• Changes in living standards - Further the kids will be suddenly exposed to a different living standard. Will they be treated with dignity and equality by their peers and teachers? Will it not be traumatic for the poor kids to cope with that?
  • Lack of awareness about the Act, inability to meet the distance criteria and difficulty in obtaining necessary certificates from government authorities could be some of the reasons for the poor response from the public.
  • On bridge courses,the act stipulates that the child should be assigned the class according to age, which is a good step because wasted years can be saved; but no bridge course is suggested that can prepare the child to adjust to the admitted class.
  • On Automatic passage, every student will be passed to the next class. This can promote indolence and insincerity among children towards their studies and carelessness and laxity among the teachers.
  • The Act will create a system with no incentive for students to try to improve themselves. It compromises their ability to withstand pressure and compete harder in order to excel. This will create a generation of drifters who have never tasted hard work or competition.
  • On School management Committee, the act requires every government and aided school to form a School management Committee (SMC) which will be most comprised of parents and will be responsible for planning managing the operations of the school. But SMC members are required to volunteer their time and effort. This can be a burden for the poor parents. And for the aided schools, the SMC rule will lead to a breakdown of their existing management structures.
  • Pupil – teacher Ratio: According to the Education Department’s data, under the Unified District Information System for Education (U-DISE) database 2015-16, 33% of the schools in the country did not have the requisite number of teachers, as prescribed in the RTE norms, for PTR at the school level. The percentage of schools that were PTR-compliant varied from 100% in Lakshadweep to 16.67% in Bihar.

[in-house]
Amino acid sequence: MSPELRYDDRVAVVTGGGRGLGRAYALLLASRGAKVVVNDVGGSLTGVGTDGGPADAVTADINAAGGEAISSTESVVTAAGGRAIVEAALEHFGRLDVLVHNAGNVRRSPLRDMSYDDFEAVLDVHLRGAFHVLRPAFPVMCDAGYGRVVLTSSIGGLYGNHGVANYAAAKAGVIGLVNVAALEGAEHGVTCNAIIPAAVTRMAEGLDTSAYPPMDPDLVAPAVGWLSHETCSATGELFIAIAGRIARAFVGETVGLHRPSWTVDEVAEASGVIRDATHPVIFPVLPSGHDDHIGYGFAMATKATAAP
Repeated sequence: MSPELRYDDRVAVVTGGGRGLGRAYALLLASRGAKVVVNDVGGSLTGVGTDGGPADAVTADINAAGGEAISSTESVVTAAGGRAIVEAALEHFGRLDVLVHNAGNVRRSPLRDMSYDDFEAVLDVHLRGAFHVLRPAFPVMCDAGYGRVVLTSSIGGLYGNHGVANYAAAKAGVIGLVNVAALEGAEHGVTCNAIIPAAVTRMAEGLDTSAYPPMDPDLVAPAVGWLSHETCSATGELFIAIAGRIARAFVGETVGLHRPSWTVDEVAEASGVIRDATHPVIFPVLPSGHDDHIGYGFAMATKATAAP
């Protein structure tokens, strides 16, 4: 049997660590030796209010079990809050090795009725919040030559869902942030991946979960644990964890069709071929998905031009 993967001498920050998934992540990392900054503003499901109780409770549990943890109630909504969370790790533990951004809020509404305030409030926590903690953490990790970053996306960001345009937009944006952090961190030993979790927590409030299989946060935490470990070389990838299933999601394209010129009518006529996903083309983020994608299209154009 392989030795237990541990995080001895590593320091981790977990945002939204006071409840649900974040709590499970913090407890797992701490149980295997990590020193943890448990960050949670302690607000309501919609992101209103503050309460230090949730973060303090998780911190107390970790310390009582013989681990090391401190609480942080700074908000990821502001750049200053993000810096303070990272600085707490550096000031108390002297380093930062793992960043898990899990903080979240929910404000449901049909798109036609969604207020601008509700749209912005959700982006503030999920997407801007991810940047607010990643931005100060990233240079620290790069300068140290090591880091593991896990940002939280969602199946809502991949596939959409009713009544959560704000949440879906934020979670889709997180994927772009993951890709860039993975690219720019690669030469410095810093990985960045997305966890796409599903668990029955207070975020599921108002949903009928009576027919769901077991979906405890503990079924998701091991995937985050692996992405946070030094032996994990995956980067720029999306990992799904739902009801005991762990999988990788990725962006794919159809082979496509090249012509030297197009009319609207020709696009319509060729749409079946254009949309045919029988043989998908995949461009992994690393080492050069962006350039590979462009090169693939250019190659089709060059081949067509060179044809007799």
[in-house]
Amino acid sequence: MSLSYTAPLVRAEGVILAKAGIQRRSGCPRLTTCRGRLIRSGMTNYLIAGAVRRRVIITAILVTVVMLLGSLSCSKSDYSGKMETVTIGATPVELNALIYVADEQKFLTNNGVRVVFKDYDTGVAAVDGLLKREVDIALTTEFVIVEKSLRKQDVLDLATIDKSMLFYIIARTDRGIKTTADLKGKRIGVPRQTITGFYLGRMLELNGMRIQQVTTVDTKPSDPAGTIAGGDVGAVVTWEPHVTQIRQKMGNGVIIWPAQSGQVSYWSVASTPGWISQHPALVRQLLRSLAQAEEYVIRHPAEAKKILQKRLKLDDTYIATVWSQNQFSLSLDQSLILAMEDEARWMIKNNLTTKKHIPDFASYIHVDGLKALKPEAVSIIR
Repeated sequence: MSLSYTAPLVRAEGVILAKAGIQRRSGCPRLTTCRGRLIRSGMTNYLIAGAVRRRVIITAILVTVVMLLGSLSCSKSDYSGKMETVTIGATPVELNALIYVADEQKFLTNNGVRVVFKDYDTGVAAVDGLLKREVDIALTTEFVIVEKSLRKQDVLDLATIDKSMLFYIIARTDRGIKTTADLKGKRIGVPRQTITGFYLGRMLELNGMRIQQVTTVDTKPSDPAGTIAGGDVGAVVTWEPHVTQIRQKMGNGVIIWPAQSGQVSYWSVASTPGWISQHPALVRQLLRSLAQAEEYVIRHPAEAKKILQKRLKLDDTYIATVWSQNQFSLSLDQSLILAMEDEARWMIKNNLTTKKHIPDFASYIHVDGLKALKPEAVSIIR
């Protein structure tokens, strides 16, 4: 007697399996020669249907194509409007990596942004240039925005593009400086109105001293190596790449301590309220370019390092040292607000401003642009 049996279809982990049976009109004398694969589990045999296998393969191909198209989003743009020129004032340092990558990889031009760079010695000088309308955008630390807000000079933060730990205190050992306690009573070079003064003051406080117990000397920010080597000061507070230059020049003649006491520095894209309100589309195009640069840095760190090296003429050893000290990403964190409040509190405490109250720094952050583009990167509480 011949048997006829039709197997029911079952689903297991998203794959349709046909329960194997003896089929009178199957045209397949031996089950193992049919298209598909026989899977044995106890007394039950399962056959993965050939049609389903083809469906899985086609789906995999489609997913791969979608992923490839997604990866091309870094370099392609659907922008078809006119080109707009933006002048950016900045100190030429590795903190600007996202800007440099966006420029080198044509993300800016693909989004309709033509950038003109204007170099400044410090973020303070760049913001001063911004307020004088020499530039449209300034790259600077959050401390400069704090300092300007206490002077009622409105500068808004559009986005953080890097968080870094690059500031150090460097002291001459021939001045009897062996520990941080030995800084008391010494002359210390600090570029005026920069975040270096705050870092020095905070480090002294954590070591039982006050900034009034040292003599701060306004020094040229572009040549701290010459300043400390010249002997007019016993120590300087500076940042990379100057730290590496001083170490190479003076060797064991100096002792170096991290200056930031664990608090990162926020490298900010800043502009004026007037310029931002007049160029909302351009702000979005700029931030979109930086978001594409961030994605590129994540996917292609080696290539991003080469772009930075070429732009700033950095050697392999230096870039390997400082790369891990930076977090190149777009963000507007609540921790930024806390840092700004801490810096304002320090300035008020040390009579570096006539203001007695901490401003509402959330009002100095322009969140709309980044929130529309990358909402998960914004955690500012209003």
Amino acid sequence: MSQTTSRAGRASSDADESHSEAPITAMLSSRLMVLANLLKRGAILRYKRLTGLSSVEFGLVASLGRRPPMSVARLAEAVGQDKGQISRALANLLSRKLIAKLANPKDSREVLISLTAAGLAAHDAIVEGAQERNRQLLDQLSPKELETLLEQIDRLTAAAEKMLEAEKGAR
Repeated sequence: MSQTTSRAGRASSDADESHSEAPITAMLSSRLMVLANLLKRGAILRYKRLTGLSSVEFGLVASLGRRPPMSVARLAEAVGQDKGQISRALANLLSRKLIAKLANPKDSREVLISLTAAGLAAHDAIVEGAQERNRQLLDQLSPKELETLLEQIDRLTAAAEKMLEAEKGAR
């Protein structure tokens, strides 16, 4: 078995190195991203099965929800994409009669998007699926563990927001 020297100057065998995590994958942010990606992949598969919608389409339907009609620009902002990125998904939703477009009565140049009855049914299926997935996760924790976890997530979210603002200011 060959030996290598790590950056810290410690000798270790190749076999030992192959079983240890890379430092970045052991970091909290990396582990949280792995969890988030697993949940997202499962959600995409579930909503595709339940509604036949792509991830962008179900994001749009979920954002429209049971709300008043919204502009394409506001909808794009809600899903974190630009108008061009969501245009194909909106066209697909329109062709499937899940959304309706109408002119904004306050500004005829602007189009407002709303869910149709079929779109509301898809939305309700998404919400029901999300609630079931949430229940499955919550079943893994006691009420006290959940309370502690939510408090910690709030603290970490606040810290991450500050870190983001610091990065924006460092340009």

• Under a provision of the act, the academic calendar will be decided by the local authority, which, for most States and Union Territories, is the panchayat.  It is socially acceptable that priority will be given to local event and festivals and not schooling.


The way forward:

  • Focus on retention: Though the Act envisaged that the state, i.e. State governments and panchayats, would aggressively ensure that each child is brought into the schooling system and also “retained” for eight years. The problem now is more about dropouts than children who were never enrolled. The solution has to be localized and contextualized.
  • No meaningful teaching-learning is possible unless trained teachers are physically present at school. Teachers also need to avail of leave or undergo training, so that ‘two teachers per school’ basic requirement gets fulfilled. It will further help to maintain a required Pupil – teacher Ratio.
  • Decentralization- if panchayats, perhaps at the district level, decide the working days and holidays, this would not only exponentially increase attendance and teaching-learning but also strengthen local panchayats, being closest to the field, to take ownership of their schools. 
  • Coupons can be provided to each student to get educated in the school of their choice in nearby schools.
  • The proposal of NITI Aayog is necessary to bring quality in education but it’s not a sufficient condition.
  • Instead of automatic passage, focus should be on bridge courses and quality of overall learning  process.
  • Lastly, Scheme need to increase its reach towards girls, the disabled, orphans and those from single parent families. In this process, NGOs and civil society can work as helping hand to implementing agencies.  

A law is as good or as bad as its implementation. It is unfair to blame legislation alone for the sad state of affairs without implementing it in full measure, especially its enabling provisions. Open-minded adoption of these provisions, keeping the child in mind, can go a long way in radically transforming our school education sector.